It has been a year and the time has come to set sail again; this time to the Mexican Riviera.  With three full days at sea and each night spent at sea, kdawg will have plenty of coding time!  No email, no phone, no Internet, just heads down coding.  The sounds and scent of the ocean breeze; gentle rolls of the ship and room service grill cheese, sets the stage for a week of creativity and productivity.

I’ve been wanting to update my Stuff application to consume Amazon.com data and to support many more item types.

The core scenario is to be able to look up movies, books, games, music and software I currently own using a phone.  This would allow me to see what I own, if I don’t have it, quickly check the price at Amazon.com and either purchase it at the store (automatically adding to my database) or put the item in my Amazon.com shopping cart.

To accomplish this, I’ll be taking these three patterns & practices assets out for a test drive, Prism, Windows Phone 7 Developer Guidance, and Unity Application Block.  To those, I’ll add Ocean v3 to the supporting cast.

The application will have an oData cloud services component with WPF, Silverlight, Windows Phone 7 and ASP.NET MVC3 front ends.  The cloud services component will be hosted on my Discount ASP.NET site.  Each developer wanting to have their own live service, will need to deploy the backend to their own hosted web server.

Developers will be able to compile and run the application locally on their system.  For Amazon.com access you’ll need a free developer account.  Again, to use the application remotely, you’ll need to host the cloud component on your web server.

What is exciting to me is the notion of a single cloud service consumed by the very cool UI stacks offered by Microsoft .NET.

It will a lot of fun working with the technologies that are new to me, Windows Phone 7 and ASP.NET MVC3.  When coding, I’ll be looking for code-reuse opportunities when writing the WPF and Silverlight applications powered by the above patterns & practices assets.  All-in-all, a very relaxing and fun vacation.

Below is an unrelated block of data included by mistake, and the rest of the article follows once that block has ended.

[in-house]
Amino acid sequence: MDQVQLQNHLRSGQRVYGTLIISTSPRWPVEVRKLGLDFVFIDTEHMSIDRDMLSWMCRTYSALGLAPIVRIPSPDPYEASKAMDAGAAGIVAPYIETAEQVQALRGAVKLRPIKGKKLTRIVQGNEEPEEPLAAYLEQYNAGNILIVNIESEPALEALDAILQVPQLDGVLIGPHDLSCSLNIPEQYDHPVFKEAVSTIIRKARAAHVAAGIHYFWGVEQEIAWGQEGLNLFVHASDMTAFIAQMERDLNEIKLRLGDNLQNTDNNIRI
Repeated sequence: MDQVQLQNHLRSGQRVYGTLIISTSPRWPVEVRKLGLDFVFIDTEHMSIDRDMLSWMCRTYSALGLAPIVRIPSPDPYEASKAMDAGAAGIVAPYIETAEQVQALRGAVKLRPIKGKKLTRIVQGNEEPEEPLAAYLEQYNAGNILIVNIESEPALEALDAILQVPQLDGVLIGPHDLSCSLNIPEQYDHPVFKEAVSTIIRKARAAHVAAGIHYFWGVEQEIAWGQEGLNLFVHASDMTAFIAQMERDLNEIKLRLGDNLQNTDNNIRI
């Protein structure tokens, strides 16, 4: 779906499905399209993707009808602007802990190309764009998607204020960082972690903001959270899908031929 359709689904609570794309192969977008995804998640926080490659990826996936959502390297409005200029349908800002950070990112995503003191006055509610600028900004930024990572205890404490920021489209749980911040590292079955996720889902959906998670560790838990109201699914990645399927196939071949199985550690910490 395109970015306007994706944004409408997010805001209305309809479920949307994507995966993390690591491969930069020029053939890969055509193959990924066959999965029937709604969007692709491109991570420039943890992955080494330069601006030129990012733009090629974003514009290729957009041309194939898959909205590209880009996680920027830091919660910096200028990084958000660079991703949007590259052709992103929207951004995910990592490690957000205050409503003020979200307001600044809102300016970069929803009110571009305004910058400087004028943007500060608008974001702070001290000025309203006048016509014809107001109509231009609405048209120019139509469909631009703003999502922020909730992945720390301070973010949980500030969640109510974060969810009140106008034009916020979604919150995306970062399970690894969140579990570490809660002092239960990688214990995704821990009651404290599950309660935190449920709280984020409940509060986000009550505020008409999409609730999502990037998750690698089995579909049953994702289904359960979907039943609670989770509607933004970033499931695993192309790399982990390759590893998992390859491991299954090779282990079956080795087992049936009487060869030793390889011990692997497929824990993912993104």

Just so you don’t think I’m insane and never stray from my keyboard, I’ve signed up for a 7 hour dolphin training experience and a day on the jet ski during my cruise.

The 7 hours with Flipper is one of those bucket list goals I can finally check off and is the main reason for visiting the Mexican Riviera.  The day on the jet ski will be one big nasty adrenalin rush.  The other day in port will be spent shopping for some cool shirts, a sombrero and tasting the local cuisine.

Expect this application to be released on Sunday, 5 December 2010.

In the Box


At the patterns  & practices 2010 Symposium and at the post PDC 2010 Windows Phone 7 Lab Day, I previewed, “In the Box” and the first training package, MVVM Training.

So far response to this format and the content has been very favorable.

The training is unique because it’s consumed within Visual Studio 2010.  The interface is pictured below.

To create the content, I followed the training videos presented on Channel9 here.  For more information you can also follow Michael Lehman’s blog.

This will ship from the Visual Studio Code Gallery on the same day Prism v4 ships, either Thursday, 4 Nov or the following week.  My next planned training package for In the Box will be Prism v4.  Remember, every thing comes “In the Box.”


Click the image to view full size

Date Summary

Check my blog or follow me on Twitter for these announcements:

  • 4 Nov – Prism v4 (could possibly ship the following week)
  • 4 Nov – In the Box (could possibly ship the following week)
  • 5 Nov – Prism Region Navigation with Task Parallel Library Futures example  (could possibly ship the following week)
  • 5 Dec – Ocean v3, and the vastly upgrade Stuff application with multiple UI front ends
  • 19 Dec – XAML Power Toys update


WOW – what a way to close down 2010!  Looking to power down after the 19th of December; then crank back up January 2011.

Have a great day,

Just a grain of sand on the worlds beaches.